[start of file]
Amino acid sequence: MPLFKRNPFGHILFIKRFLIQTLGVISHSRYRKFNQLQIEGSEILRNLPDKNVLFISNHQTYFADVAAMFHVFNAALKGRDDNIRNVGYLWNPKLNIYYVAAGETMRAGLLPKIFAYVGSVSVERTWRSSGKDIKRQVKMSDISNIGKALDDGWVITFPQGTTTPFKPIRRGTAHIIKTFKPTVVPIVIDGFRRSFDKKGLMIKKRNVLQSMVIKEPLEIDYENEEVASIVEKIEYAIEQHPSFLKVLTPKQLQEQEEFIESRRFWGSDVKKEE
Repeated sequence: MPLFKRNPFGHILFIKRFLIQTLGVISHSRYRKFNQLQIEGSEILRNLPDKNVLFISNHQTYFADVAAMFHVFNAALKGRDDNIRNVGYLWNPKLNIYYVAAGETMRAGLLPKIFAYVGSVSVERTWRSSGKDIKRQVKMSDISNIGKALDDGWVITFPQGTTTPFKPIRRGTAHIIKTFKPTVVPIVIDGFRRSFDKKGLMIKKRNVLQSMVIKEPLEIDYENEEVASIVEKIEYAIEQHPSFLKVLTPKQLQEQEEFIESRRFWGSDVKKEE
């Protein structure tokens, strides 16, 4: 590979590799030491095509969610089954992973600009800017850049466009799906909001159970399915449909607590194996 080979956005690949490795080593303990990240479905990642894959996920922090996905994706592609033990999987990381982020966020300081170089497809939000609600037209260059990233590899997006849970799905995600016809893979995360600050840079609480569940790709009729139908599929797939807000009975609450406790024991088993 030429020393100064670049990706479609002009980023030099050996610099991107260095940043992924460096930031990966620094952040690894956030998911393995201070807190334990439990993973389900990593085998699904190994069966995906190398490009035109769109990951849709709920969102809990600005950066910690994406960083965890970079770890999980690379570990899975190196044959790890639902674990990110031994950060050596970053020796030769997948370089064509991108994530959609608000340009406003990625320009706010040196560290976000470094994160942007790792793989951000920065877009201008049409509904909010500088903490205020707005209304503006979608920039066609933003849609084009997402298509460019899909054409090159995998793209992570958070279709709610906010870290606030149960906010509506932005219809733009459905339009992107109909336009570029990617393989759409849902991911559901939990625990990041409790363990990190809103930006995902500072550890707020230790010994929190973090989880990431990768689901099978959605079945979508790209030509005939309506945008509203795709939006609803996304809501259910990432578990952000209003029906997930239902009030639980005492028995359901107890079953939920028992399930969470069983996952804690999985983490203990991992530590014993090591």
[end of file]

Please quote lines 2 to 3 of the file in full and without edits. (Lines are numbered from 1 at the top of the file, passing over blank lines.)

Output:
Repeated sequence: MPLFKRNPFGHILFIKRFLIQTLGVISHSRYRKFNQLQIEGSEILRNLPDKNVLFISNHQTYFADVAAMFHVFNAALKGRDDNIRNVGYLWNPKLNIYYVAAGETMRAGLLPKIFAYVGSVSVERTWRSSGKDIKRQVKMSDISNIGKALDDGWVITFPQGTTTPFKPIRRGTAHIIKTFKPTVVPIVIDGFRRSFDKKGLMIKKRNVLQSMVIKEPLEIDYENEEVASIVEKIEYAIEQHPSFLKVLTPKQLQEQEEFIESRRFWGSDVKKEE
């Protein structure tokens, strides 16, 4: 590979590799030491095509969610089954992973600009800017850049466009799906909001159970399915449909607590194996 080979956005690949490795080593303990990240479905990642894959996920922090996905994706592609033990999987990381982020966020300081170089497809939000609600037209260059990233590899997006849970799905995600016809893979995360600050840079609480569940790709009729139908599929797939807000009975609450406790024991088993 030429020393100064670049990706479609002009980023030099050996610099991107260095940043992924460096930031990966620094952040690894956030998911393995201070807190334990439990993973389900990593085998699904190994069966995906190398490009035109769109990951849709709920969102809990600005950066910690994406960083965890970079770890999980690379570990899975190196044959790890639902674990990110031994950060050596970053020796030769997948370089064509991108994530959609608000340009406003990625320009706010040196560290976000470094994160942007790792793989951000920065877009201008049409509904909010500088903490205020707005209304503006979608920039066609933003849609084009997402298509460019899909054409090159995998793209992570958070279709709610906010870290606030149960906010509506932005219809733009459905339009992107109909336009570029990617393989759409849902991911559901939990625990990041409790363990990190809103930006995902500072550890707020230790010994929190973090989880990431990768689901099978959605079945979508790209030509005939309506945008509203795709939006609803996304809501259910990432578990952000209003029906997930239902009030639980005492028995359901107890079953939920028992399930969470069983996952804690999985983490203990991992530590014993090591």